More political instability ahead as Tunisia’s PM seems to lose support of Islamists

The opportunistic wavering of Ennahda and infighting in Nidaa Tounes could cost Youssef Chahed his position.
Saturday 08/09/2018
Tunisia's Prime Minister Youssef Chahed speaks at the Assembly of People's Representatives in Tunis, last July. (Reuters)
Tunisia's Prime Minister Youssef Chahed speaks at the Assembly of People's Representatives in Tunis, last July. (Reuters)

TUNIS - The opportunistic wavering of Tunisia’s main Islamist party Ennahda and infighting in the secularist Nidaa Tounes could cost Youssef Chahed his position as prime minister and leave the secularist camp in shreds ahead of next year’s elections.

Tunisia has been in the throes of political instability since the “Arab spring” uprising overthrew former President Zine el Abidine Ben Ali in 2011.

Tunisia, hailed abroad as the only political success of the “Arab spring,” has made remarkable political strides since Ben Ali’s authoritarian regime was ousted but nine governments in eight years have been unable to better living conditions for most Tunisians.

Chahed, Tunisia’s youngest prime minister since independence when he took office two years ago, on August 16 set the record for longevity as prime minister. He weathered street riots in January 2017 and pressures by former powerful supporters turned rivals and ended up depending mainly on the support of Ennahda, a partner in his coalition government.

However, rivals in his Nidaa Tounes party, backed by the powerful Tunisian General Labour Union (UGTT), stepped up attacks on Chahed to force him from office. Now, the fragile backing by the Islamists seems to be weakening, analysts said.

The Islamists have proven the efficiency of their opportunistic strategy, which has contributed to sowing division among rivals and maximising political gains. Because of public jockeying by politicians, disappointment among Tunisians has widened and mistrust of leading political figures has hit record lows.

An opinion poll by Sigma Conseil stated that 87% of Tunisian respondents said the country was going in “the wrong direction” and 14% of those asked expressed satisfaction with the performance of President Beji Caid Essebsi. Ennahda leader Rached Ghannouchi was given a 9% satisfaction rate.

By contrast, 59% of respondents told pollsters they were satisfied with Chahed‘s record.

“Our position calling for a wholesale government change stems from the social and economic failures of this government, which are a danger to Tunisia’s stability,” said Nidaa Tounes head Hafedh Caid Essebsi, a son of the president.

Beji Caid Essebsi expressed disapproval of Chahed’s record, a move seen as aimed at blocking Chahed’s presidential ambitions amid infighting among rival factions in Nidaa Tounes, a party Beji Caid Essebsi founded on the initial aim of pushing back Islamist dominance.

“If this government stays, the political crisis will be amplified and the situation will go rotten,” said Nidaa Tounes official Khaled Chouket. “In a worst-case scenario, we could experience a military coup.”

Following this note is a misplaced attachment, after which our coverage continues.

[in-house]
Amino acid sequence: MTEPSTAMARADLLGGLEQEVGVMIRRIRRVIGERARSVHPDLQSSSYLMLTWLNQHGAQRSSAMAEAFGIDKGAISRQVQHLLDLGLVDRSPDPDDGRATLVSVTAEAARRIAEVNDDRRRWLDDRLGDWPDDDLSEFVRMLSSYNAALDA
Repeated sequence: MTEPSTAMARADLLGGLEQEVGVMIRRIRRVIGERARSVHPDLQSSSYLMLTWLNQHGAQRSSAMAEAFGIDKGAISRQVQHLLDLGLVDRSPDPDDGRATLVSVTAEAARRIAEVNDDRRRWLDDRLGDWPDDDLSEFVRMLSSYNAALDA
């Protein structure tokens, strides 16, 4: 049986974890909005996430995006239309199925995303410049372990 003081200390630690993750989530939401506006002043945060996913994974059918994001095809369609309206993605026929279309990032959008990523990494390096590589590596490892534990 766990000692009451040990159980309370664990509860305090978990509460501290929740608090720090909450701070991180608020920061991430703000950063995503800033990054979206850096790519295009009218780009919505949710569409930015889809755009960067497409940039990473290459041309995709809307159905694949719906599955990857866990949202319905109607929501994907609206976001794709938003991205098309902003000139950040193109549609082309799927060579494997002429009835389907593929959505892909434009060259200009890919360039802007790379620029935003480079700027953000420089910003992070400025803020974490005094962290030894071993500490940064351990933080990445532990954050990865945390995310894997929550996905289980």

“The national army is very responsible but the recklessness of politicians will push it to intervene and save the country,” added Chouket, a former Islamist figure who joined Nidaa Tounes.

Even political groups in the centre-left who were neutral in the fight between Chahed and his rivals joined calls for him to quit.

“The continuity of this government represents a danger for the country,” said Kamel Gargouri, a senior official of the Forum for Labour and Freedoms.

UGTT Secretary-General Noureddine Tabboubi, said: “We are responsible people. We initially supported this government but at the end we found that we had children in front of us.”

Chahed’s stay in office hinges on Ennahda, which had refused to back a change of head of government out of concern for stability but on August 16 Ennahda said Chahed must publicly relinquish any bid for the 2019 presidential race or lose Ennahda’s backing in government.

Analysts say Ennahda was close to ending its support after Ghannouchi met with Beji Caid Essebsi and possibly struck a deal.

“Chahed’s fate was sealed September 3 when Ghannouchi met with President Caid Essebsi. Ghannouchi told him that he dropped his support for Chahed,” said political writer Marouen Achouri.

Analysts said Ghannouchi sought to bargain his backing for Chahed against a commitment from Caid Essebsi to not delay next year’s presidential and parliamentary elections.

They said Ennahda expected to score well in the elections because of the political chaos in Nidaa Tounes, a situation that is unlikely to change before the vote.

“What interests the Islamists most is the certainty of not putting off the elections. Their support for Chahed is least of their concerns,” said political analyst Zied Krichene. “The issue now is not whether Chahed will remain in office until the end of September but rather when his opponents and his Islamist backer agree upon who will replace him.”

“Chahed is more than ever on an ejection seat. His potential successors are queuing and their names are being circulated on political salons,” wrote local Business News online magazine.

Ali Larayedh, a senior Ennahda official and former prime minister, said: “The only aim of Ennahda is the elections take place on time in 2019 and that they be successful.”

However, if Chahed resigns as prime minister, he would leave many questions, including whether his successor would achieve more than Chahed before the elections and whether he would be beholden to those who appoint him to proceed with reforms.

“Tunisia appears more than ever to be adrift, begging for deliberate political commitment and guidance and for a political class able to spearhead changes and reforms necessary to pull back the country from being shipwrecked, a danger that looks more and more inevitable,” said political writer Nejib Ouerghi.